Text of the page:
“Someday, after mastering the winds, the waves, the tides and gravity, we shall harness for God the energies of love, and then, for a second time in the history of the world, man will have discovered fire.” – Pierre Teilhard de Chardin


“Be the change you wish to see in the world.” – Mahatma Gandhi (see Gandhi, the movie)

“Love and compassion are necessities, not luxuries. Without them humanity cannot survive.” – Dalai Lama


6 thoughts on “quotables”

  1. This week’s theme: THE FLOWER

    Iwanu ga hana – Literally translated as, “Not speaking is the flower”; means “Some things are better left unsaid; Silence is golden”.

    “Every flower is a soul blossoming in Nature.” – Gerard De Nervel

    “Deep in their roots all flowers keep the light.” – Theodore Roethke

    “Tengai hatsyuki
    Mt. Fuji kaika Cheri
    Shiro haru hona.”

    Rough Translation:
    The first snow of the season beyond the heavens (or horizon)
    Around the white collar (base) of Mt. Fuji flowers bloom
    in springtime. — Haiku poem by poet nicknamed, myrockopera

  2. This week’s theme: NATURE

    (Kachou Fuugetsu) “Experience the beauties of nature, and in doing so learn about yourself.” (Literally: Flower, Bird, Wind, Moon)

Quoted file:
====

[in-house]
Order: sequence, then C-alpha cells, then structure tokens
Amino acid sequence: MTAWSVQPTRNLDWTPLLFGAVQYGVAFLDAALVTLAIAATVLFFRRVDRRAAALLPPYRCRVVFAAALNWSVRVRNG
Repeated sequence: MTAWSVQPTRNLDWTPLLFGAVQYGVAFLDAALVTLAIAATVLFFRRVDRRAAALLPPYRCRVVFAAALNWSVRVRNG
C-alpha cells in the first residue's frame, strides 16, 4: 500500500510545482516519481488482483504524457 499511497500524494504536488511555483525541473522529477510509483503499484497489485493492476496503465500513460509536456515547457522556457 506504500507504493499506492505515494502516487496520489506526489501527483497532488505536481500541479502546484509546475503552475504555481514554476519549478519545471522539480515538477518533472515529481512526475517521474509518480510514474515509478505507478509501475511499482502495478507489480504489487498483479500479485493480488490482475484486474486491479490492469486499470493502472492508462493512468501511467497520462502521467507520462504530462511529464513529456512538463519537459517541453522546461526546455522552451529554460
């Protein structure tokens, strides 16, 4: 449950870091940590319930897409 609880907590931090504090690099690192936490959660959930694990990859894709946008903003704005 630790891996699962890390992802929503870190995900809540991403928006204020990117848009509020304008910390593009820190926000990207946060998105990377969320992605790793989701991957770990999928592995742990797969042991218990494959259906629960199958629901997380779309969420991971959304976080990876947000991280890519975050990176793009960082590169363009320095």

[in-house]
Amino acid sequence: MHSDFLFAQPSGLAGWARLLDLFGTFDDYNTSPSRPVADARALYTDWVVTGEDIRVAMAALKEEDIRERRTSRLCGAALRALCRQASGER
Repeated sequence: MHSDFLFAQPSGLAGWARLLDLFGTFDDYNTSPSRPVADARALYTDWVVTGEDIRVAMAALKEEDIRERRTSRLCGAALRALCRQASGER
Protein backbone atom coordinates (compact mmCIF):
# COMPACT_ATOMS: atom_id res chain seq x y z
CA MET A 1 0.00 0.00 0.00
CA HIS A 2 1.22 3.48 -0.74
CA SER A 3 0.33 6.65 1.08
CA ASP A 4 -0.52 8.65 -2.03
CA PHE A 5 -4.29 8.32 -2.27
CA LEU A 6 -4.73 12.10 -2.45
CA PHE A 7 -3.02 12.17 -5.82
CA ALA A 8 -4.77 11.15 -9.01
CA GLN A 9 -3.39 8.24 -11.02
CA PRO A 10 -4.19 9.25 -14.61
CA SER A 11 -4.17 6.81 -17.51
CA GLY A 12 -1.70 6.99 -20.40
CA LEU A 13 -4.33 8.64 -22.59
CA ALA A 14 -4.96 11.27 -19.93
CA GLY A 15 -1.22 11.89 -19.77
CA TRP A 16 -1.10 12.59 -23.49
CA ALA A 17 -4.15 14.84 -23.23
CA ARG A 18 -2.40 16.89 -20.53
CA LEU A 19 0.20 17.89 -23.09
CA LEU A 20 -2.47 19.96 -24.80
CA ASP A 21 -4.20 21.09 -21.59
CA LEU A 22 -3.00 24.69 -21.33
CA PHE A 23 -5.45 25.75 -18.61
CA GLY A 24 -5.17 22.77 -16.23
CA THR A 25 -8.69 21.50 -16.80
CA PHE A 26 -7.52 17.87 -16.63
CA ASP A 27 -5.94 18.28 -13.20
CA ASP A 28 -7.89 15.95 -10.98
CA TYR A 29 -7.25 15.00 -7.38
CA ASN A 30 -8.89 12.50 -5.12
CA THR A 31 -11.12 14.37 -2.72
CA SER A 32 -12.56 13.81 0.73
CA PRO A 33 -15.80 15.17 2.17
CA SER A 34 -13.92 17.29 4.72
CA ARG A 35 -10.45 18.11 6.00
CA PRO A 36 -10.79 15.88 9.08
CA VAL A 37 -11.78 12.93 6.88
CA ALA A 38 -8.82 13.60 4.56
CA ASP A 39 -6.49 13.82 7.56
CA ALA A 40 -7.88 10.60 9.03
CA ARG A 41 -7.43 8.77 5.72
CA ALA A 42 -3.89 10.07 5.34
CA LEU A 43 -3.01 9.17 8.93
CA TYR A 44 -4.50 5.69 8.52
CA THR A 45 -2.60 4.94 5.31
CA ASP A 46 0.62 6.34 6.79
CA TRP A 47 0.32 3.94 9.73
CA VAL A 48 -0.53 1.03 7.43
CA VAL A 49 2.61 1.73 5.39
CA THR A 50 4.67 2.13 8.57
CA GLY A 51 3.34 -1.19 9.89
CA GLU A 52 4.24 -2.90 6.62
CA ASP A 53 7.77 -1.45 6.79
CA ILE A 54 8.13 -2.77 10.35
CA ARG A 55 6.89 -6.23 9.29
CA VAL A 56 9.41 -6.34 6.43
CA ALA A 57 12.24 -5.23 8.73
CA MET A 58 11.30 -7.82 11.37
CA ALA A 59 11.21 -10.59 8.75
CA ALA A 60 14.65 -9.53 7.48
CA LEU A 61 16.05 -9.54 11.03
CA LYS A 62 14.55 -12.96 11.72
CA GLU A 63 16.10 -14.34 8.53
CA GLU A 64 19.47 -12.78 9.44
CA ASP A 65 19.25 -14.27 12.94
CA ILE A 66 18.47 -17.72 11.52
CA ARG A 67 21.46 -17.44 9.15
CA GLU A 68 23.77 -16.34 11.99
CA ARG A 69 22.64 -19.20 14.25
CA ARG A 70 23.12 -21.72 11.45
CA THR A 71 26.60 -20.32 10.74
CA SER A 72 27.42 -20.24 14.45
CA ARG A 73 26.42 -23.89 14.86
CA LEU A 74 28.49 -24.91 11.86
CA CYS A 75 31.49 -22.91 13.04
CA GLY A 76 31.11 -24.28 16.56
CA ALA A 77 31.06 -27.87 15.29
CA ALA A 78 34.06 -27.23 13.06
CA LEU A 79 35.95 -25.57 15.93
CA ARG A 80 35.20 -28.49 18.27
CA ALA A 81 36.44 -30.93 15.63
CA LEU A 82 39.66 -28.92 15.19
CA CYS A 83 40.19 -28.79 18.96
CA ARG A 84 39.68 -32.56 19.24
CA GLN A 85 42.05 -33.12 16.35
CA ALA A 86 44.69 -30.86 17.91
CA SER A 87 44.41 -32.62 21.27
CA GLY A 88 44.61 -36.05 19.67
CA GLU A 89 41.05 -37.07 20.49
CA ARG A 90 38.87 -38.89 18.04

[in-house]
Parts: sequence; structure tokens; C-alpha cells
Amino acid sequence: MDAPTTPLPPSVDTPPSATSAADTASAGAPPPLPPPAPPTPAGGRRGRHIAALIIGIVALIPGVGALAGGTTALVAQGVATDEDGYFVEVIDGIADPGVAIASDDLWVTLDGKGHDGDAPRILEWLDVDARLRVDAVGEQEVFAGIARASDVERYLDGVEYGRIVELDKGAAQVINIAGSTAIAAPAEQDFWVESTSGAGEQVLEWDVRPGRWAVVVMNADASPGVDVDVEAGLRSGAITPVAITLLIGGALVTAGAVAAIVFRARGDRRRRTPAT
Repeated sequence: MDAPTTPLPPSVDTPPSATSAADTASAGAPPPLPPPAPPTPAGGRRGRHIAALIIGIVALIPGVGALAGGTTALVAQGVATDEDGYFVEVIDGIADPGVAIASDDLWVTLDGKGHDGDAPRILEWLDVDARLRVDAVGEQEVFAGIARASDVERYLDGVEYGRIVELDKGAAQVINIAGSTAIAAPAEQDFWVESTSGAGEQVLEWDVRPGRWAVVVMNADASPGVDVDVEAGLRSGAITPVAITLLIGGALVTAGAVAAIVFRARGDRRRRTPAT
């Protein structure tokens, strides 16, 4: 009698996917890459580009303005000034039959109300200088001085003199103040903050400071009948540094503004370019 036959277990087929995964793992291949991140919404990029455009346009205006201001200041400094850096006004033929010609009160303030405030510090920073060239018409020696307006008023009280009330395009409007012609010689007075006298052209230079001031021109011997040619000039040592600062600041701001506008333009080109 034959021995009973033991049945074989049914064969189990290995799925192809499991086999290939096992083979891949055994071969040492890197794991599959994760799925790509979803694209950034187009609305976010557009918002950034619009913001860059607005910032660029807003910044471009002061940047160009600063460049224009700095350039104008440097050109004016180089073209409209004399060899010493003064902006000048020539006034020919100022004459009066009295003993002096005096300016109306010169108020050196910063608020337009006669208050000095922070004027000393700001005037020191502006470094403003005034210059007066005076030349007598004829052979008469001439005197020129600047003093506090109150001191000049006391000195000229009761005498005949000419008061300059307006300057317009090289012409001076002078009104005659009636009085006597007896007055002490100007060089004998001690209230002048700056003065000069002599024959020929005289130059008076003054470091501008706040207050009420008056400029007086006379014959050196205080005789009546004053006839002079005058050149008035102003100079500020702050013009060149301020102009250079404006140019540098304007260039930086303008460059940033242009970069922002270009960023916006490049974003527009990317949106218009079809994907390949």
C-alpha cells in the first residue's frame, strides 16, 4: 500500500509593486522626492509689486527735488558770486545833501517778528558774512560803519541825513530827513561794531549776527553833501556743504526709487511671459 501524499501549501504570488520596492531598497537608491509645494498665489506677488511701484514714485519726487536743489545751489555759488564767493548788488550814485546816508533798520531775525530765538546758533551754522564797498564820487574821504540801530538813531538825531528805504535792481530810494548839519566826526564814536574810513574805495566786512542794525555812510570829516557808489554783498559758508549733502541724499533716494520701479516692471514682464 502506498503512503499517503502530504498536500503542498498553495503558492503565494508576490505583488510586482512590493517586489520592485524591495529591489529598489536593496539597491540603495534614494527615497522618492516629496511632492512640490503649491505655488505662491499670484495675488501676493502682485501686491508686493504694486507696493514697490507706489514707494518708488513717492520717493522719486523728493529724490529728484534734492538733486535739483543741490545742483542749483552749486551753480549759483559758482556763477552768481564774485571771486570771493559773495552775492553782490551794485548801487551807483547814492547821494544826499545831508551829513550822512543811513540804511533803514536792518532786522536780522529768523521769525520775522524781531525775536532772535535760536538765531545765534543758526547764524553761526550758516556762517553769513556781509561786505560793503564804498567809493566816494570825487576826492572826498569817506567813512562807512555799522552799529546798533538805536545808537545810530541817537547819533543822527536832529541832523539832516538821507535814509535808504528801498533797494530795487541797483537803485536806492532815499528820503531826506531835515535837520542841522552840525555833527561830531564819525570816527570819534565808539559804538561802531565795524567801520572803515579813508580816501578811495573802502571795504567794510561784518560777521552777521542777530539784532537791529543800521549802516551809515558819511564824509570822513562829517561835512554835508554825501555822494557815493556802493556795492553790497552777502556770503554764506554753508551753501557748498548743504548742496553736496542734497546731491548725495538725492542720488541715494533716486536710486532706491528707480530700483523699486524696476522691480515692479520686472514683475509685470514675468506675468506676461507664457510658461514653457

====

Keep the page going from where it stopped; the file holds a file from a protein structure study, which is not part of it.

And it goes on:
“Study the teachings of the pine tree, the bamboo, and the plum blossom. The pine is evergreen, firmly rooted, and venerable. The bamboo is strong, resilient, unbreakable. The plum blossom is hardy, fragrant, and elegant.” – Morihei Ueshiba (see more Morihei Ueshiba quotes)

    “Look deep into nature, and then you will understand everything better.” – Albert Einstein (see more Einstein quotes at Albert Einstein quotes)

  3. This week’s theme: THE WIND

    . . . “And so exposed (O leaves before the wind!)
    We bear this flowing fire, forever free,
    And learn through devious paths to find
    The whole, the center, and perhaps unbind
    The mystery

    Where there are no roots, only fervent leaves,
    Nourished on meditations and the air,
    Where all that comes is also all that leaves,
    And every hope compassionately lives . . . ”

      by May Sarton, author and poet, from “Leaves before the Wind”. (see more Sarton poems at May Sarton poems)

    The wind is the whisper of our mother the earth. The wind is the hand of our father the sky.
    The wind watches over our struggles and pleasures.
    The wind is the goddess who first learned to fly.